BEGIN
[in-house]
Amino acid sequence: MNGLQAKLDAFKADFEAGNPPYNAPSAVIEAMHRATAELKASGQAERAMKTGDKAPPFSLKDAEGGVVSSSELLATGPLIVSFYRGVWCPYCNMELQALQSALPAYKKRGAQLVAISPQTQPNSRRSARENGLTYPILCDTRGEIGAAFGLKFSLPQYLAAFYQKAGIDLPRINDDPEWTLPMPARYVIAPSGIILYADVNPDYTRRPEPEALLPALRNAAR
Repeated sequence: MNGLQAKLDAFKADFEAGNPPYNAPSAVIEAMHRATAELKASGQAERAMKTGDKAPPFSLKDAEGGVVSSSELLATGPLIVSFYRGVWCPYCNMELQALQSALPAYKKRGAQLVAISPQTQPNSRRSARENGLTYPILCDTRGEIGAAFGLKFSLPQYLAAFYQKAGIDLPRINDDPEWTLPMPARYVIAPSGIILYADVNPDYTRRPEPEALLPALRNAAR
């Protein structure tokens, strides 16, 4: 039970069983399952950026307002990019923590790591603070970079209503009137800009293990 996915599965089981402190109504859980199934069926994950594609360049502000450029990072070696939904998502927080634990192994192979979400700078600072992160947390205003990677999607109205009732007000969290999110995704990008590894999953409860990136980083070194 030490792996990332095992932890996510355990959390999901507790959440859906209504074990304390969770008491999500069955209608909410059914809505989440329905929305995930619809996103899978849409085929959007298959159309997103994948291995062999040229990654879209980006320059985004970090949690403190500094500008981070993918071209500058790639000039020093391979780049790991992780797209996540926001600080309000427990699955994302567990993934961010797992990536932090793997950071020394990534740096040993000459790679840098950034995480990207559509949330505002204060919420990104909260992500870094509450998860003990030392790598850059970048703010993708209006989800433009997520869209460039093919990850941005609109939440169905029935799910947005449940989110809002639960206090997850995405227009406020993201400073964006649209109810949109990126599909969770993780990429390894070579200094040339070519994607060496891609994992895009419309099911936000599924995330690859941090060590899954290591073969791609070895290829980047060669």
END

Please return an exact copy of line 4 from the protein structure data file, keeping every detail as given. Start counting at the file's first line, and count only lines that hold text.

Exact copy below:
């Protein structure tokens, strides 16, 4: 039970069983399952950026307002990019923590790591603070970079209503009137800009293990 996915599965089981402190109504859980199934069926994950594609360049502000450029990072070696939904998502927080634990192994192979979400700078600072992160947390205003990677999607109205009732007000969290999110995704990008590894999953409860990136980083070194 030490792996990332095992932890996510355990959390999901507790959440859906209504074990304390969770008491999500069955209608909410059914809505989440329905929305995930619809996103899978849409085929959007298959159309997103994948291995062999040229990654879209980006320059985004970090949690403190500094500008981070993918071209500058790639000039020093391979780049790991992780797209996540926001600080309000427990699955994302567990993934961010797992990536932090793997950071020394990534740096040993000459790679840098950034995480990207559509949330505002204060919420990104909260992500870094509450998860003990030392790598850059970048703010993708209006989800433009997520869209460039093919990850941005609109939440169905029935799910947005449940989110809002639960206090997850995405227009406020993201400073964006649209109810949109990126599909969770993780990429390894070579200094040339070519994607060496891609994992895009419309099911936000599924995330690859941090060590899954290591073969791609070895290829980047060669």